Consolidating US Money Power: The Four Horsemen of Global Banking

Published on Global Research.ca, by Dean Henderson, May 25, 2011.

… Consolidating the US Money Power:

The September 2000 marriage which created JP Morgan Chase was the grandest merger in a frenzy of bank consolidation that took place throughout the 1990’s.  Merger mania was fed by a massive deregulation of the banking industry including revocation of the Glass Steagal Act of 1933, which was enacted after the Great Depression to curb the banking monopolies which had caused the 1929 stock market crash and precipitated the Great Depression. 

In July 1929 Goldman Sachs launched two investment trusts called Shenandoah and Blue Ridge.  Through August and September they touted these trusts to the public, selling hundreds of millions of dollars worth of shares through the Goldman Sachs Trading Corporation at $104/share.  Goldman Sachs insiders were bailing out of the stock market.  By the fall of 1934 the trust shares were worth $1.75 each.  One director at both Shenandoah and Blue Ridge was Sullivan & Cromwell lawyer John Foster Dulles. [1]

John Merrill, founder of Merrill Lynch, exited the stock market in 1928, as did insiders at Lehman Brothers.  Chase Manhattan Chairman Alfred Wiggin took his “hunch” to the next level, forming Shermar Corporation in 1929 to short the stock of his own company.  Following the Crash of 1929, Citibank President Charles Mitchell was jailed for tax evasion. [2]

In February 1995 President Bill Clinton announced plans to wipe out both Glass Steagal and the Bank Holding Company Act of 1956- which barred banks from owning insurance companies and other financial entities. That day the old opium and slave trader Barings went belly up after one of its Singapore-based traders named Nicholas Gleason got caught on the wrong side of billions of dollars in derivative currency trades. [3]

The warning went unheeded.  In 1991 US taxpayers, already billed over $500 billion dollars for the S&L looting, were charged another $70 billion to bail out the FDIC, then footed the bill for a secret 2 1/2-year rescue of Citibank, which was close to collapse after the Latin American debt crunch hit home.  With their bill’s paid by US taxpayers and bank deregulation a done deal, the stage was set for a slew of bank mergers like none the world had ever seen … //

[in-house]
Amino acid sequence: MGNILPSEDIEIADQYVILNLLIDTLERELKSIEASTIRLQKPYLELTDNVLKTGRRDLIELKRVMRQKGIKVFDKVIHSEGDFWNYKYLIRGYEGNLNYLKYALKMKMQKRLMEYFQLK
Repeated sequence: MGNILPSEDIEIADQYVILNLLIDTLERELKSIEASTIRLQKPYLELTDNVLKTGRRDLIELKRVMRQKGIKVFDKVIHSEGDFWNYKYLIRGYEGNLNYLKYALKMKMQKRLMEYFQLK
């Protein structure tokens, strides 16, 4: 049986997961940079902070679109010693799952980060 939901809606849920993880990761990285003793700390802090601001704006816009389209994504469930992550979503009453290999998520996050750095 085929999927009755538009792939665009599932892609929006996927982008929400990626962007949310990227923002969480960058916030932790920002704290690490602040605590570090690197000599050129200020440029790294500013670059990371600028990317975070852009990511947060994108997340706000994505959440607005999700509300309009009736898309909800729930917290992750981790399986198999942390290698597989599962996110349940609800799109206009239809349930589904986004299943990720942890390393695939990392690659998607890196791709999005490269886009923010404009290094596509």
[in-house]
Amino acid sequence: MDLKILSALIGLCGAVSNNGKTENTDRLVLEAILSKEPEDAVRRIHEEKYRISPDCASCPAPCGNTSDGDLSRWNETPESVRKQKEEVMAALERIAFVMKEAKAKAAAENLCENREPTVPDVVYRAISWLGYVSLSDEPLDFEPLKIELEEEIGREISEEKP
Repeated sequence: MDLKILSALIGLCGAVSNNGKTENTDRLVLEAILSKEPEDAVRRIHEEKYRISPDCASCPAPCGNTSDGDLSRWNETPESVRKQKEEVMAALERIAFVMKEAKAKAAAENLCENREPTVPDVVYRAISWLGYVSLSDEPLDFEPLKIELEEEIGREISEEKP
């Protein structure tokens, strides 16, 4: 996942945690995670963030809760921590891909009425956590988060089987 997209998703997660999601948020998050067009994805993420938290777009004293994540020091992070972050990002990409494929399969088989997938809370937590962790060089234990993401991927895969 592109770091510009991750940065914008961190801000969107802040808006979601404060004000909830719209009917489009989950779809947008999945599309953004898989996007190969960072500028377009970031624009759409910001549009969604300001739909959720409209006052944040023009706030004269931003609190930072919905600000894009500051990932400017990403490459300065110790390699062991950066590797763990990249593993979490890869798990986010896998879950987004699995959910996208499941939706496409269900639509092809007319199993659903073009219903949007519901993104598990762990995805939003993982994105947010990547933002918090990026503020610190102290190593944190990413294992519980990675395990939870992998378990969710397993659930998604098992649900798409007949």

… In the US, the George Gould nightmare reached its ugly nadir just in time for the new millennium when Chase Manhattan swallowed up Chemical Bank.  Bechtel banker Wells Fargo bought Norwest Bank, while Bank of America absorbed Nations Bank. The coup de grace came when the reunified House of Morgan announced that it would merge with the Rockefeller Chase Manhattan/Chemical Bank/ Manufacturers Hanover machine.

Four giant banks emerged to rule the US financial roost.  JP Morgan Chase and Citigroup were kings of capital on the East Coast.  Together they control 52.86% of the New York Federal Reserve Bank. [9]  Bank of America and Wells Fargo reigned supreme on the West Coast.

During the 2008 banking crisis these firms got much larger, receiving a nearly $1 trillion government bailout compliments of Bush Treasury Secretary and Goldman Sachs alumni Henry Paulsen; while quietly taking over distressed assets for pennies on the dollar.

Barclays took over Lehman Brothers.  JP Morgan Chase got Washington Mutual and Bear Stearns.  Bank of America was handed Merrill Lynch and Countrywide.  Wells Fargo swallowed up the nation’s 5th biggest bank- Wachovia.

The same Eight Families-controlled banks which for decades had galloped their Four Horsemen of oil roughshod through the Persian Gulf oil patch are now more powerful than at any time in history.  They are the Four Horsemen of US banking. (full text and Notes 1 – 9).

(Dean Henderson is the author of Big Oil & Their Bankers in the Persian Gulf: Four Horsemen, Eight Families & Their Global Intelligence, Narcotics & Terror Network and The Grateful Unrich: Revolution in 50 Countries.  See also his Left Hook blog.
Global Research Articles by Dean Henderson
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